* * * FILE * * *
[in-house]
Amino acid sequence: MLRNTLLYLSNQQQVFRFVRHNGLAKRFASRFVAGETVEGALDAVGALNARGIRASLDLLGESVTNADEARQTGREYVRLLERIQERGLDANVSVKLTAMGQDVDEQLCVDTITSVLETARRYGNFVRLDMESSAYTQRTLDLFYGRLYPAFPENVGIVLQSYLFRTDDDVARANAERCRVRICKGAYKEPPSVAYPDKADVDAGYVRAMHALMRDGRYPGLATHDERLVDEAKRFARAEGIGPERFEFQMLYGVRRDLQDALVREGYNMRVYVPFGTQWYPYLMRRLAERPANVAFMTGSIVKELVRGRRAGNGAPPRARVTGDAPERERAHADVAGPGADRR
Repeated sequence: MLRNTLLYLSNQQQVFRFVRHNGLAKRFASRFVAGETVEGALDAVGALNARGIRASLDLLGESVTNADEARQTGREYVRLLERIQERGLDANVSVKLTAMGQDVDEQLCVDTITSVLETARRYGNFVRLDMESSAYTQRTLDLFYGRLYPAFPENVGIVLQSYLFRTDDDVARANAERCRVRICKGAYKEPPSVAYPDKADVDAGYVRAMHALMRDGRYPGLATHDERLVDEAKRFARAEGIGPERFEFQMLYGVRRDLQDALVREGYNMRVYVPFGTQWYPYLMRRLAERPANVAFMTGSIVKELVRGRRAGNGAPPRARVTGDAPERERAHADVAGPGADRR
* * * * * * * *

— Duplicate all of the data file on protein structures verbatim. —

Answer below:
[in-house]
Amino acid sequence: MLRNTLLYLSNQQQVFRFVRHNGLAKRFASRFVAGETVEGALDAVGALNARGIRASLDLLGESVTNADEARQTGREYVRLLERIQERGLDANVSVKLTAMGQDVDEQLCVDTITSVLETARRYGNFVRLDMESSAYTQRTLDLFYGRLYPAFPENVGIVLQSYLFRTDDDVARANAERCRVRICKGAYKEPPSVAYPDKADVDAGYVRAMHALMRDGRYPGLATHDERLVDEAKRFARAEGIGPERFEFQMLYGVRRDLQDALVREGYNMRVYVPFGTQWYPYLMRRLAERPANVAFMTGSIVKELVRGRRAGNGAPPRARVTGDAPERERAHADVAGPGADRR
Repeated sequence: MLRNTLLYLSNQQQVFRFVRHNGLAKRFASRFVAGETVEGALDAVGALNARGIRASLDLLGESVTNADEARQTGREYVRLLERIQERGLDANVSVKLTAMGQDVDEQLCVDTITSVLETARRYGNFVRLDMESSAYTQRTLDLFYGRLYPAFPENVGIVLQSYLFRTDDDVARANAERCRVRICKGAYKEPPSVAYPDKADVDAGYVRAMHALMRDGRYPGLATHDERLVDEAKRFARAEGIGPERFEFQMLYGVRRDLQDALVREGYNMRVYVPFGTQWYPYLMRRLAERPANVAFMTGSIVKELVRGRRAGNGAPPRARVTGDAPERERAHADVAGPGADRR